Toshiba Corp. and Sony Computer Entertainment Inc. announced Thursday they will establish a joint venture to produce a 128-bit central processing unit for Sony’s next-generation video machine.
Sony’s new machine is tentatively called PlayStation2, the successor to PlayStation, which has sold 50 million units worldwide. Toshiba and SCEI have jointly developed the world’s first full 128-bit CPU and plan to begin monthly production of 10,000 units in fall, they said.
The venture firm, to be based in Oita Prefecture, will be capitalized at 100 million yen, with Toshiba owning 51 percent and SCEI 49 percent.
SCEI will shoulder all investment costs for production facilities, estimated at 50 billion yen, they said. SCEI said it wants to control production, without receiving supplies from a third party. Meanwhile, Toshiba officials said they aim to reduce investment risks through the joint venture.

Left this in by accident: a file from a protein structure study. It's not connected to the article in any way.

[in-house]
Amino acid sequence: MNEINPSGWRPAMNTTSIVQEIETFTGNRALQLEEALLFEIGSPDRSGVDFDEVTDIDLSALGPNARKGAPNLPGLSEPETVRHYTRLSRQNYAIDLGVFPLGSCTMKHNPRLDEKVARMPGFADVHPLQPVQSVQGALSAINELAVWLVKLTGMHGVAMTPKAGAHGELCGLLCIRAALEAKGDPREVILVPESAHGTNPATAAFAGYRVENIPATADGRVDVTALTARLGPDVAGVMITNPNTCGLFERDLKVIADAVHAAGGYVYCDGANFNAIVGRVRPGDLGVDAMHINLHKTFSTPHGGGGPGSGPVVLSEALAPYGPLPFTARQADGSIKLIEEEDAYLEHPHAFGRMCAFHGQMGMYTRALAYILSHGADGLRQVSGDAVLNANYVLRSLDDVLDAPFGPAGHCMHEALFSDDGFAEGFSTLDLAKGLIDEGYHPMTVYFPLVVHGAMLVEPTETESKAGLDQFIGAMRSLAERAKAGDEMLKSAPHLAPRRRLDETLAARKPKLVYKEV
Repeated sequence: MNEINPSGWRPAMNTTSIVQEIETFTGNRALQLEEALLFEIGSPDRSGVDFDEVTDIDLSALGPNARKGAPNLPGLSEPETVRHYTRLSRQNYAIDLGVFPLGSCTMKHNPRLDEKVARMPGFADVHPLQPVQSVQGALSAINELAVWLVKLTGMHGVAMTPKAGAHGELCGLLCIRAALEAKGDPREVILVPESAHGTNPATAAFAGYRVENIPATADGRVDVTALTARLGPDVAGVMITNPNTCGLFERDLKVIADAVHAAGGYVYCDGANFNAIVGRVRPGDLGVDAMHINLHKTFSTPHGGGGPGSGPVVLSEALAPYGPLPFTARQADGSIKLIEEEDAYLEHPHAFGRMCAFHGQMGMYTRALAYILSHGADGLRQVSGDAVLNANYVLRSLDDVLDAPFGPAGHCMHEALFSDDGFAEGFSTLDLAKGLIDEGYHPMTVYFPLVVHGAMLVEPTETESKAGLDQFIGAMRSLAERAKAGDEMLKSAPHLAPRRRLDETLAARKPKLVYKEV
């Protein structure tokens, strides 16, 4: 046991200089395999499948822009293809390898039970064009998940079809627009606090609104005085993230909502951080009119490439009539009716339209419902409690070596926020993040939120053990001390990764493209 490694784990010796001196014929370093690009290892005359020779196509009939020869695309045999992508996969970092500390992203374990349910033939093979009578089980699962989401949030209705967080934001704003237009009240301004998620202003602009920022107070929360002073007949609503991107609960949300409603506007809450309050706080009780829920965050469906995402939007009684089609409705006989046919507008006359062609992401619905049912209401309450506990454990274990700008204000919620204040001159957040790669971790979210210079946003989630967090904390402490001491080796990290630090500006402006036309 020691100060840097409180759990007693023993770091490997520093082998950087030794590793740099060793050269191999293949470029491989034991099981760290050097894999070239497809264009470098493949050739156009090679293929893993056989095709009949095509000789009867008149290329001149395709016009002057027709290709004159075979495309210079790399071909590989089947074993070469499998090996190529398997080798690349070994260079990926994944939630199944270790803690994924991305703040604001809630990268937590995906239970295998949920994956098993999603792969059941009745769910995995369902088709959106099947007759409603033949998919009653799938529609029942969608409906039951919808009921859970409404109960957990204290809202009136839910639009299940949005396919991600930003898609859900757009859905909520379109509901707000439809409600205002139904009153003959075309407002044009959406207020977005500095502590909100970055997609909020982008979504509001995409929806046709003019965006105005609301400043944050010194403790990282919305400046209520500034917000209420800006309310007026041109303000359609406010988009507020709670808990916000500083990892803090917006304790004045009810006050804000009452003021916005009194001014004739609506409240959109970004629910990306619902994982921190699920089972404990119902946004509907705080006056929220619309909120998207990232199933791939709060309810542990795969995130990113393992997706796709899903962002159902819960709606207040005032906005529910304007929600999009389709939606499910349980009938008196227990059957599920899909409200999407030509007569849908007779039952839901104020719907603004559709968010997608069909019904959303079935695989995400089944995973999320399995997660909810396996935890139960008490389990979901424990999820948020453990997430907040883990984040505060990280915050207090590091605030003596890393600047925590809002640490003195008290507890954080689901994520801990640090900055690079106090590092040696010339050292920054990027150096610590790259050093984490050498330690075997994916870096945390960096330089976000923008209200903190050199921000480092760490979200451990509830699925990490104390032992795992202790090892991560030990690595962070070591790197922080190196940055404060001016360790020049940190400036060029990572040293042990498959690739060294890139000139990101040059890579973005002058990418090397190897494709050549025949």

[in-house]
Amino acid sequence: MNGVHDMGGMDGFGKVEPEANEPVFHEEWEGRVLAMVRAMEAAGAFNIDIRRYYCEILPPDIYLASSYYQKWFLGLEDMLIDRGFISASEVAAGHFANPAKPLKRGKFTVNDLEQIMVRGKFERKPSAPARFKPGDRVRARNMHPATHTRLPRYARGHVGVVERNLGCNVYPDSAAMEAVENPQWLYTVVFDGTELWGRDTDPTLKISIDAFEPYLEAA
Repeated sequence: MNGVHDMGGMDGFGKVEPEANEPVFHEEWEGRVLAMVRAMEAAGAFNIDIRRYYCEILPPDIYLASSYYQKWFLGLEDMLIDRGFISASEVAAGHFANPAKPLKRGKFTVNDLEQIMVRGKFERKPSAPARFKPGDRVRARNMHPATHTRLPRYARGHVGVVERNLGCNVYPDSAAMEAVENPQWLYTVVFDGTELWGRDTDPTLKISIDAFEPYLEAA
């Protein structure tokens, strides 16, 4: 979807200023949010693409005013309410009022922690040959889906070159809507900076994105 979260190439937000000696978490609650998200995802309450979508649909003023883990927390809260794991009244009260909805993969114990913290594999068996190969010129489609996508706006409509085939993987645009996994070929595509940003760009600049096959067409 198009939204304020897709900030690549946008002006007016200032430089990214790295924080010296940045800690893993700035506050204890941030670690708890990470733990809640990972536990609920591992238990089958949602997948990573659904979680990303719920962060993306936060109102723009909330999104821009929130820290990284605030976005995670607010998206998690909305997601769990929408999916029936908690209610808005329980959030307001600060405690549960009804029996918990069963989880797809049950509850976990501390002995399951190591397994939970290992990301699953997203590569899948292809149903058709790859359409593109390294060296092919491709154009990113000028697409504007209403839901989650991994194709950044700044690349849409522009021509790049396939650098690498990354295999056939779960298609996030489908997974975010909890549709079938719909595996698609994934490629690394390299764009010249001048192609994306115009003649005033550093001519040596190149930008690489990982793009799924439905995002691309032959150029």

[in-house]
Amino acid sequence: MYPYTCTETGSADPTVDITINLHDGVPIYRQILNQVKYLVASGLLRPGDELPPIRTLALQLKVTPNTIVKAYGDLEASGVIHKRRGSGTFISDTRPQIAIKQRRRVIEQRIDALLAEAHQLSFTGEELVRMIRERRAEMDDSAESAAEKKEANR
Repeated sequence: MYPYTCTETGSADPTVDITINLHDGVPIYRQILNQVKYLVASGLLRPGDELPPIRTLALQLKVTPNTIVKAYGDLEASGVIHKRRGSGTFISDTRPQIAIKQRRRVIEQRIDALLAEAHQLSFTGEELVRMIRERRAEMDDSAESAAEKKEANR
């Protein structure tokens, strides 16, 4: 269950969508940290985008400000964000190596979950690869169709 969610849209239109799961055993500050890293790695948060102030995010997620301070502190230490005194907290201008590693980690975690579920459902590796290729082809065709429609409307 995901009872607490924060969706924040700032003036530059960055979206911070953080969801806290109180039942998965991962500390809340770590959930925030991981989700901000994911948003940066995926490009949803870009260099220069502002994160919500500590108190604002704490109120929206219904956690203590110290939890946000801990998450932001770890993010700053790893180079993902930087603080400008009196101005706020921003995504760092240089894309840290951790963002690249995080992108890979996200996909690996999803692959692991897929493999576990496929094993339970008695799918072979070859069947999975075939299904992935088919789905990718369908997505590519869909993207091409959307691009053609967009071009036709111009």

Sega Enterprises Ltd., Sony’s game console rival, has been plagued by a delay in the supply of a key graphic chip for Sega’s new machine, Dreamcast.
The shortage of the chip, provided by NEC Corp., forced Sega to give up all-out sales campaigns during the Christmas and New Year holidays — a hard blow for Sega, which is battling SCEI after losing the 32-bit game machine war.
Observers expect difficulties in stable production of Sony’s new chip, dubbed Emotion Engine, because it requires cutting-edge technologies in 0.18-0.15 micron processes.